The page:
Fr. Paolo Padrini, creator of the iBreviary application, said that part of his goal for the recent release of the program in Arabic is fostering religious freedom in countries persecuted for their faith.
“This, I feel, is a very useful service. It’s a gateway to religious freedom. An instrument of religious freedom, or an instrument of prayer and also an instrument of peace,” Fr. Padrini told CNA on April 15.
Fr. Padrini is a parish priest in Tortona, northern Italy, and is a consultant with the Pontifical Council for Social Communications. He created the iBreviary application in 2008, which allows the faithful to pray the Liturgy of the Hours from wherever they are with just the touch of a button.
The breviary is a liturgical book used for public prayer, which is centered on the psalms. Clergy and religious promise to pray it daily, and many lay faithful choose to do so as well.
Fr. Padrini explained that he chose to offer the digital prayer book in Arabic in order “to offer a service for prayer. To offer prayer to the Catholics that live in Arabic countries in the Arabic language.”
“They may be in the minority, but they exist and they have the right to pray in their language.”
Emphasizing how Christians in Arab-speaking countries struggle to find books because they “are often censored,” the priest noted that smartphones “are very widespread in the nations of the Middle East, of Asia, and of Africa.”
“Often, they are more widespread than computers” he stated, “so through Arabic I wanted to offer a service, and then I also wanted to open a door to religious freedom.”
“I think that religious freedom, like Pope Francis talked about should be cultivated, made to grow,” Fr. Padrini continued, adding that “prayer on phones in Arabic could be an instrument to live religious freedom and recover the beauty of praying as Catholics in their own language.”
“It’s not nice for a Catholic who lives in Saudi Arabia or in other Arabic countries, to pray in English. It’s more just that one prays in their own language.”
“This is very important,” he went on to say, “because when I pray, I pray as an Arabic person, as an Arab, not like the English. Or it could be French or it could be Italian.”
Drawing attention to the fact that Christians in many parts of the world today are suffering persecution, the priest emphasized that “the worst persecution of Christians, persecution of Catholics, is not being able to pray.”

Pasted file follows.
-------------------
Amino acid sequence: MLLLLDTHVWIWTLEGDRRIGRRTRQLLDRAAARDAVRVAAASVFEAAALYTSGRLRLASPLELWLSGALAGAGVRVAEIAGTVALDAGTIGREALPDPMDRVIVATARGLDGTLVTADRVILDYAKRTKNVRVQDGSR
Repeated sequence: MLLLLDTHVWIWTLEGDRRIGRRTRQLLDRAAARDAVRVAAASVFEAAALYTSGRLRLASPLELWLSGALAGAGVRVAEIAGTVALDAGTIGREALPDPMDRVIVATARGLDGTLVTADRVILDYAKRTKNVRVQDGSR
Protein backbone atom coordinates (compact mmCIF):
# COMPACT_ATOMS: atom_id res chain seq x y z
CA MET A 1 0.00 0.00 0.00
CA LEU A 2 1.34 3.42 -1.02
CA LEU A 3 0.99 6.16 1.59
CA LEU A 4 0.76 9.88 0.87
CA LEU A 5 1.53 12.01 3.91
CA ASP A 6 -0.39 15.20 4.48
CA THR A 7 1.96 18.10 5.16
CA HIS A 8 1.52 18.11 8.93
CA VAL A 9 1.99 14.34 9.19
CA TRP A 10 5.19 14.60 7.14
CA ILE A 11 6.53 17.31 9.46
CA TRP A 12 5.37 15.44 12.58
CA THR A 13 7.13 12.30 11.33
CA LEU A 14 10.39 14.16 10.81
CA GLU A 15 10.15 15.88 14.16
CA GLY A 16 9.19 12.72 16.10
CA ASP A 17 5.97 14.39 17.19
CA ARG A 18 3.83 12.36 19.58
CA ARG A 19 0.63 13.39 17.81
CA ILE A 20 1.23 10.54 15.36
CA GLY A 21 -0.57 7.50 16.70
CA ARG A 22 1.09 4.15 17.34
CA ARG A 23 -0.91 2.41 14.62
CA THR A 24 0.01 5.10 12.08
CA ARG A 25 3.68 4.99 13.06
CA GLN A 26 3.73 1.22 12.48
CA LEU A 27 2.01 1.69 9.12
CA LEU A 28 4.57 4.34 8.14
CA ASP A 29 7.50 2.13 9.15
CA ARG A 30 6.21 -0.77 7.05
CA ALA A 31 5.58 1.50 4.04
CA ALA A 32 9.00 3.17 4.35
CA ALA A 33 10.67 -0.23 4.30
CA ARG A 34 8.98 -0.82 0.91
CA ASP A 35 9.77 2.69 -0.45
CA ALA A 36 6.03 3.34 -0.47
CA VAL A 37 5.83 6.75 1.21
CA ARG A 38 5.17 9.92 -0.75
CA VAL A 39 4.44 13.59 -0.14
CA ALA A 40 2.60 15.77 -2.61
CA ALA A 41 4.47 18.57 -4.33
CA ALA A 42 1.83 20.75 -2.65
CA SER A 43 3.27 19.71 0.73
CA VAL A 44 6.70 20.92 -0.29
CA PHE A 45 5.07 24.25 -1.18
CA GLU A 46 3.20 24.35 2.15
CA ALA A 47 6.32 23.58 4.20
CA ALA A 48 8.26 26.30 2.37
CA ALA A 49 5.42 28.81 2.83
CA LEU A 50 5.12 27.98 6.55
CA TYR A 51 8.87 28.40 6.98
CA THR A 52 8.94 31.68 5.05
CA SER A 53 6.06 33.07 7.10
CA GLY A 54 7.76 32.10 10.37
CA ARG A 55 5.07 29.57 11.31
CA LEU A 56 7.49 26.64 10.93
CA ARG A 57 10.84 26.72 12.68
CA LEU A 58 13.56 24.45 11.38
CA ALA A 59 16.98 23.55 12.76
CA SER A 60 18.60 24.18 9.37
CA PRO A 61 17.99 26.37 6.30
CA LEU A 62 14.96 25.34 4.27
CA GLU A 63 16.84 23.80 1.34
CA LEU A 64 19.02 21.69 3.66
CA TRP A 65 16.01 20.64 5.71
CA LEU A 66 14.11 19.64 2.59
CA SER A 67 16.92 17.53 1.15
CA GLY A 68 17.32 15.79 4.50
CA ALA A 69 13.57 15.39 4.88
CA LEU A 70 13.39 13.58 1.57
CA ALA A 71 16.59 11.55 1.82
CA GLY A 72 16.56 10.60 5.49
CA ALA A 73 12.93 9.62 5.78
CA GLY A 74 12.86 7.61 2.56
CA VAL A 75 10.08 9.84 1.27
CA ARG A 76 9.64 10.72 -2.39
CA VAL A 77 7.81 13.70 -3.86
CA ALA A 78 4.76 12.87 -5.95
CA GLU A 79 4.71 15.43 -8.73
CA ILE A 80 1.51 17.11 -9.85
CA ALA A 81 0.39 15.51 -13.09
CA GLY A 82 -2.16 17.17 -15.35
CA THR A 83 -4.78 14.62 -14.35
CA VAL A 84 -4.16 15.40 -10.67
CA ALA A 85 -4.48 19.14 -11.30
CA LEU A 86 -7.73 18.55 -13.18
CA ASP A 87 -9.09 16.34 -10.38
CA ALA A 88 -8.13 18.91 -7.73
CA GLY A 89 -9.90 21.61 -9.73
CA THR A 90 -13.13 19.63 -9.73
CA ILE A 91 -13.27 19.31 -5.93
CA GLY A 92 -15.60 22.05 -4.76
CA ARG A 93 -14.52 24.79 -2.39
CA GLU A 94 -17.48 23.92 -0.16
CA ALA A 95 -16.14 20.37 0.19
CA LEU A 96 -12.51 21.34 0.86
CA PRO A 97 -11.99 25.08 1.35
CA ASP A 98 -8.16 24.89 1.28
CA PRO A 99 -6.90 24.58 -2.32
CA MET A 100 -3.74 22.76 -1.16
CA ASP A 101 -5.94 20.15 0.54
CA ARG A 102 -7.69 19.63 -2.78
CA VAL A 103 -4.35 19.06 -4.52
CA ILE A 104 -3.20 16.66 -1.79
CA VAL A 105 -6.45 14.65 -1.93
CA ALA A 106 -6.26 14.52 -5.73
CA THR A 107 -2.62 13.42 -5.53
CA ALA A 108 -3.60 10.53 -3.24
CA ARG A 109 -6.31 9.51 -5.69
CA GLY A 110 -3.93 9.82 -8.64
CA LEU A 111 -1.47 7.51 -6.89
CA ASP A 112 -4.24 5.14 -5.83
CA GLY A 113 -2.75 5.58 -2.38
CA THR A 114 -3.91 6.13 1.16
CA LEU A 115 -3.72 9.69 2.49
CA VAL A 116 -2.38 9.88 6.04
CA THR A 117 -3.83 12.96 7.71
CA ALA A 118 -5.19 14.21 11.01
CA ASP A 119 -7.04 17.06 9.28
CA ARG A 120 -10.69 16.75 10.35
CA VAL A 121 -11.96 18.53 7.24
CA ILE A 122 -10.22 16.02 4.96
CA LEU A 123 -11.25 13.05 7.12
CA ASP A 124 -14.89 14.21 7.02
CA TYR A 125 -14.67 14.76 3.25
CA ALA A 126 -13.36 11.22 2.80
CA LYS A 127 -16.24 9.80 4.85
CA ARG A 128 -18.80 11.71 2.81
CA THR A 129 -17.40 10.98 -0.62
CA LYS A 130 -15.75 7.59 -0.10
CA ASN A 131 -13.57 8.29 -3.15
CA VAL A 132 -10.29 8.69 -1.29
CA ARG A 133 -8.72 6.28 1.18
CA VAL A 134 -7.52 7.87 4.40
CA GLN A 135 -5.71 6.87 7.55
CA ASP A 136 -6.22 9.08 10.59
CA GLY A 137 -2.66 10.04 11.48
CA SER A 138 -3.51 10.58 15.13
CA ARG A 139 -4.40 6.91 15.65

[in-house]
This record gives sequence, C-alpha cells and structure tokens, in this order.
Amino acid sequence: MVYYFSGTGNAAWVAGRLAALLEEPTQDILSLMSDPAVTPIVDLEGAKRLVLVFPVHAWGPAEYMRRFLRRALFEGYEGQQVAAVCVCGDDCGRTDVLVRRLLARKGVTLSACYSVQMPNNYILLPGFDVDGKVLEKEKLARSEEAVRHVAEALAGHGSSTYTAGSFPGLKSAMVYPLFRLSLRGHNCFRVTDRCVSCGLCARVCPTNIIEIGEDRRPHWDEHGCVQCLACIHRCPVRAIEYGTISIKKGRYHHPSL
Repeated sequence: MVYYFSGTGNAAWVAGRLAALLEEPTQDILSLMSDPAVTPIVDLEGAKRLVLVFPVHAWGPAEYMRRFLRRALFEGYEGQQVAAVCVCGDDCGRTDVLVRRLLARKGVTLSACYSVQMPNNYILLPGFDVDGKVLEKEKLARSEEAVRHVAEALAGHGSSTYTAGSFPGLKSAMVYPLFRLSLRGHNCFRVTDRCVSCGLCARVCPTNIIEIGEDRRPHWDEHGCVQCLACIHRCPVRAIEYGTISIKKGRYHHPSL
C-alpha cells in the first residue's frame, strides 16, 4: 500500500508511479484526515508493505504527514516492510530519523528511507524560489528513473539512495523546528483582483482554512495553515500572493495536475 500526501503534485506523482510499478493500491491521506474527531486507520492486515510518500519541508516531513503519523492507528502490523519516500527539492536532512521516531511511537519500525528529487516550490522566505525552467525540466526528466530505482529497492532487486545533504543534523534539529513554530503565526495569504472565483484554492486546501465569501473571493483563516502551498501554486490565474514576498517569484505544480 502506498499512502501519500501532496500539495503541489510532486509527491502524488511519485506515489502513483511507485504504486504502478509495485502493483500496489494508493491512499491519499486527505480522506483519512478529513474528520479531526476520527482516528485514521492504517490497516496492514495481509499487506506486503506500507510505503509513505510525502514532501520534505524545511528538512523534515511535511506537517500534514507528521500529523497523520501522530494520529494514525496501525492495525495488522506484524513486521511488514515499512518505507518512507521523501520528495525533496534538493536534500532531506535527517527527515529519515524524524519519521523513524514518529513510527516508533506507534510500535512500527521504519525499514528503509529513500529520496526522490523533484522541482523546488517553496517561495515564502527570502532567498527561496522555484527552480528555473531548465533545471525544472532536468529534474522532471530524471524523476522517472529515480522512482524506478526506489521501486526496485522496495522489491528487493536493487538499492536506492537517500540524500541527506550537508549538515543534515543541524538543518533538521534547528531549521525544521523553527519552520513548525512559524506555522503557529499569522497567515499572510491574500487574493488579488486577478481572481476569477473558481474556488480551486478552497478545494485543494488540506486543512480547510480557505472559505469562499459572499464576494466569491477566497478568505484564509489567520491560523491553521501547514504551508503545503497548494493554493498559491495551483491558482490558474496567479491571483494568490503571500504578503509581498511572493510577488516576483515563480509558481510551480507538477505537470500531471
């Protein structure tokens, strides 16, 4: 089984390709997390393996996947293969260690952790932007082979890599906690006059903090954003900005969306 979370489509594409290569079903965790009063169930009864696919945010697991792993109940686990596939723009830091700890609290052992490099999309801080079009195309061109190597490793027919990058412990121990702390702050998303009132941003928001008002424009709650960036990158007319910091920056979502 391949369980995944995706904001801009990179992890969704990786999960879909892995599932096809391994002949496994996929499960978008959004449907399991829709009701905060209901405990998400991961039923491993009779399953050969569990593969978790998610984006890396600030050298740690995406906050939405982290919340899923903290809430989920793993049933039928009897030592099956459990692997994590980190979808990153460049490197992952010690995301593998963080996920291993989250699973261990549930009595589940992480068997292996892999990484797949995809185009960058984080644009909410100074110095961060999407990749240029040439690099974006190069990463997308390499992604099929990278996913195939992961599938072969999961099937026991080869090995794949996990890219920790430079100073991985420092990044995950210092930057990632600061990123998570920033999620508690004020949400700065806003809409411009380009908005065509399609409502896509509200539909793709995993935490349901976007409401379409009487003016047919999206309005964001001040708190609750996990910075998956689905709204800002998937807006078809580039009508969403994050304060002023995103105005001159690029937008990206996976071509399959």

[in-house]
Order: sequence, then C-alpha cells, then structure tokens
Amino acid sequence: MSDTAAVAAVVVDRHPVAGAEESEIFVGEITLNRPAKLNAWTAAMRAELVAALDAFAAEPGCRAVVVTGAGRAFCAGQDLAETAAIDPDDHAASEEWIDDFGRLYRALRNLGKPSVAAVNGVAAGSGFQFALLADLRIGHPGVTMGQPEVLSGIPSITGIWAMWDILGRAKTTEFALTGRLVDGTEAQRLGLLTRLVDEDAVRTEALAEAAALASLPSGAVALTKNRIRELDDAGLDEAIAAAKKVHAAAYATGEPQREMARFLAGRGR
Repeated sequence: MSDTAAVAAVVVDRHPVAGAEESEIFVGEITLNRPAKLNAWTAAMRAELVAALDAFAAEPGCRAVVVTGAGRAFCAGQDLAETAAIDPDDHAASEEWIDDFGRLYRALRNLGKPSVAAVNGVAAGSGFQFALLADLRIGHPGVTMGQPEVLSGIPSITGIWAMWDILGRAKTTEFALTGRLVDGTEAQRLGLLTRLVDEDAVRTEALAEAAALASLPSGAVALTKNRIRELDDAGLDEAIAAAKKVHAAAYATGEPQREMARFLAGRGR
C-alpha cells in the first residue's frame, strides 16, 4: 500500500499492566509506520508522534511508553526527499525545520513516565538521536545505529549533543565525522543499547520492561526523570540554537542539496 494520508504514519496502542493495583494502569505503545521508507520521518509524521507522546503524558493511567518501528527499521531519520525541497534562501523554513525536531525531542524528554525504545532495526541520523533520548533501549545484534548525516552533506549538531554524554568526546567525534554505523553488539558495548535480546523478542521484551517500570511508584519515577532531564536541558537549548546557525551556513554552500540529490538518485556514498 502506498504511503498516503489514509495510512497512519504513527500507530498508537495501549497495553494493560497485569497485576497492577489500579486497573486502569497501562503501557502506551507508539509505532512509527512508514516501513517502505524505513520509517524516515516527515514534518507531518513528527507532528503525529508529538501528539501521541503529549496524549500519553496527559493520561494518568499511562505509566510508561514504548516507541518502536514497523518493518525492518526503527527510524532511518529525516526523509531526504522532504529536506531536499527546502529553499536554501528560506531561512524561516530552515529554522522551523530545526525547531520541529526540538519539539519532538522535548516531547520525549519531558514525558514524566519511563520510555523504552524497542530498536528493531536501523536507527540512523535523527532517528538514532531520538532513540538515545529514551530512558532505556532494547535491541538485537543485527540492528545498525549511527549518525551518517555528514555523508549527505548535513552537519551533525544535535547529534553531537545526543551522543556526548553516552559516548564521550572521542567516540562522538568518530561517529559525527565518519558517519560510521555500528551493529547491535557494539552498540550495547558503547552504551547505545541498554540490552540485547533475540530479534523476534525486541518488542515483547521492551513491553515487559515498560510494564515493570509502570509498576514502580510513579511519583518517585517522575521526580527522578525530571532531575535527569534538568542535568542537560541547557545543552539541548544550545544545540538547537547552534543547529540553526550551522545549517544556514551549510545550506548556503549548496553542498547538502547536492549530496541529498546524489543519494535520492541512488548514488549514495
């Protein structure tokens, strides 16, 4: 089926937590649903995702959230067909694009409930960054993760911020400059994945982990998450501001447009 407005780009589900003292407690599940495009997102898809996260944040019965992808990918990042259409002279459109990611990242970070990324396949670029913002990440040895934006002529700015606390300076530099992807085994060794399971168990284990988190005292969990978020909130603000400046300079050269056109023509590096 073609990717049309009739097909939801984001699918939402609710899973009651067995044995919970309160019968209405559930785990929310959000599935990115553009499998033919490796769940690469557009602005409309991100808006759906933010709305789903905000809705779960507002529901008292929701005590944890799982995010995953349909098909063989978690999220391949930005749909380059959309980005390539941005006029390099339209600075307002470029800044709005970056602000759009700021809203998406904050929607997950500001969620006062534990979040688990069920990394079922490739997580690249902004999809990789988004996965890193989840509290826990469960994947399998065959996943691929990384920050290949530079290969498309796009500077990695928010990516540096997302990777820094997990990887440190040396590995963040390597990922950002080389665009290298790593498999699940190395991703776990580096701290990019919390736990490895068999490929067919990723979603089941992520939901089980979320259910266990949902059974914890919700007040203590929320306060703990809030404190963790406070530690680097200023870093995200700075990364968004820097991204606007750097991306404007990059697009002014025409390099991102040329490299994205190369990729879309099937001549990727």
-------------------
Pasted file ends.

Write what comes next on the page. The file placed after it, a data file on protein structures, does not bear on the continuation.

“They cannot pray freely. So because of this motive I think that the application helps there a lot, in the Middle Eastern countries, and in the Arabic countries. Because it will give them a voice, it will give them a language to be able to pray.”
Already existing in nine languages including English, French, Spanish, Portuguese, Romanian, Turkish, Arabic and Latin, Fr. Padrini explained that there are plans to expand iBreviary to other languages in the future in order to reach a wider audience.
“Every day I have calls requesting a new language” he observed, noting that “the languages most requested and probably the next that we will do will be German and Polish,” after which he would like to expand to Chinese.
Referring to the rapid growth of the Church in Asia, the priest highlighted that “it would be just to give them help from the West, in a concrete way. IBreviary I think can be a simple tool, but also a concrete tool.”
The Arabic version of iBreviary was made available for the iPhone on April 15, and will be accessible for the iPad sometime this week. Fr. Padrini revealed that it will also be available for Google Play, Android devices, Kindle, BlackBerry and Windows Phone 7 in the coming weeks.
With all that a smartphone can do, it “must be also be an instrument of prayer,” he stressed, adding that in creating it, “I didn’t do anything but bring the prayers into the hands of the faithful through most simple and portable instrument possible.”